Ninety percent of the revisions for the 1971 edition are minute edits and changes in diction. Paragraphs retain similar structures, but individual sentences are re-drafted. The following example, from Chapter 27/Chapter XXVII (the second edition uses Roman numerals for chapter headings instead of Arabic numerals), gives sketch of the changes made throughout:
Valgard stood on the highest tower of Elheugh and watched the gathering of his foes. His arms were folded on his great breast, his huge-thewed, black byrnied body was rock-still, and his face was as if carved in stone. Only his eyes lived, with a weird wolfish flicker far down in their chill depths. Beside him were the other chiefs of the castle and of the broken armies which now hid in this last and most powerful stronghold. Weary and despairing were they, wounded from cruel battles, staring with hollow fearful eyes at the hosting of Alfheim. (1954)
Valgard stood in the topmost room of the highest tower in Elfheugh and watched the gathering of his foes. His arms were folded, his body was rock-still, and his face was as if carved in stone. Nothing but his eyes seemed altogether alive. Beside him were the other chiefs of the castle and of the broken armies which hid in this last and most powerful stronghold. Weary and downcast were they, many wounded, and they stared fearfully at the hosting of Alfheim. (1971)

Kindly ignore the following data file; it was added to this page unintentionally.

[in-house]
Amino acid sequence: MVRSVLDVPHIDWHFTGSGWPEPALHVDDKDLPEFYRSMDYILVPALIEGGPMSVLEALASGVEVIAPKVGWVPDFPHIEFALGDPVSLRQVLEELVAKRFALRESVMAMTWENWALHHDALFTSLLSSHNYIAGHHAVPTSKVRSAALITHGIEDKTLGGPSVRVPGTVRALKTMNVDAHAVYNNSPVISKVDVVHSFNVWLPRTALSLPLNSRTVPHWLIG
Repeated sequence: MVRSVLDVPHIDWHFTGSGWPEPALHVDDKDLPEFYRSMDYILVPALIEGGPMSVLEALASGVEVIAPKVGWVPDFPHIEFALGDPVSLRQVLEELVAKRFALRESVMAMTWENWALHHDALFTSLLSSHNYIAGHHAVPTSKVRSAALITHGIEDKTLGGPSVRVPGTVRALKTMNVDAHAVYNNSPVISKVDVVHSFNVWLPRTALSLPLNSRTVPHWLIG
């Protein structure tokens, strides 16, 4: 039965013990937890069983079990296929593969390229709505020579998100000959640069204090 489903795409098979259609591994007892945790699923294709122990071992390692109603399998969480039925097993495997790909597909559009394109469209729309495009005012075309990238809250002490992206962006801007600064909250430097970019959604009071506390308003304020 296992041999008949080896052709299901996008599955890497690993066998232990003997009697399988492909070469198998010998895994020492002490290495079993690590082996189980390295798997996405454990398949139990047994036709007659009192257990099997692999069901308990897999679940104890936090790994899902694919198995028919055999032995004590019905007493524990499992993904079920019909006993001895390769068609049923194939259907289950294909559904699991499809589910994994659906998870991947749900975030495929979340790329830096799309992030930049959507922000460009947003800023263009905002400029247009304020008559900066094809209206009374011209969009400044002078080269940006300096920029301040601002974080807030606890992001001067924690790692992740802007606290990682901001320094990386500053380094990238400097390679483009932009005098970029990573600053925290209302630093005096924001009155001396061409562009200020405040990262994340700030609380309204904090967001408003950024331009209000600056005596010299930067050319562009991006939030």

The original runs ninety-seven words, and the revision eighty-two. The 1971 version eliminates some of the extravagant descriptives, such as “the wolfish flicker” in Valgard’s eyes and his “black-byrnied body.” Other changes are substitutions of terms, such as “highest room” for “topmost tower.” The sense remains identical, but the feel of the second is cleaner, less cluttered — yet also less poetic. “I would like to think,” Anderson remarks in the revised introduction, “that the author would have been glad to have taken the advice of a man more experienced….” Envision an older Poul Anderson posed like a school tutor over a boy’s shoulder and crossing out extraneous words with a red pen in one hand and a copy of Strunk and White’s Elements of Style in the other.
It would require a full volume to catalog the changes and cuts made for the 1971 recension of The Broken Sword. The following table provides a short overview of the habitual emendations.
|struck a waiting, rippling melody from his carven harp||struck a chord on his harp|
|A few snowflakes drifted down through the silent bitter air.||A few snowflakes drifted down.|
|the screaming fury of a storm||a storm|
|A mighty longing rose in his breast and nigh choked him.||for a moment longing overwhelmed him.|
|In the desolation of a winter’s dream||At winter’s dawn|
|sullen and unspeaking||surly|
|A sudden fear, formless and ominous, sprang up cold in her breast.||A formless fear sprang high in her.|
|And she turned about and ran||She ran|
|Freda toppled from her saddle into darkness and his arms.||And he caught Freda in his arms.|
|scarce ever dream its like||scarce believe it|
The pattern tends toward simplification, but Anderson does not consistently pare down the older version. Less frequently, the revision expands the original:
|enmity||thwarting of your desires|
|Tir-nam-Og||The Land of Youth|
|the deepest night-black dungeons||its deepest dungeons where toad and spider lurked.|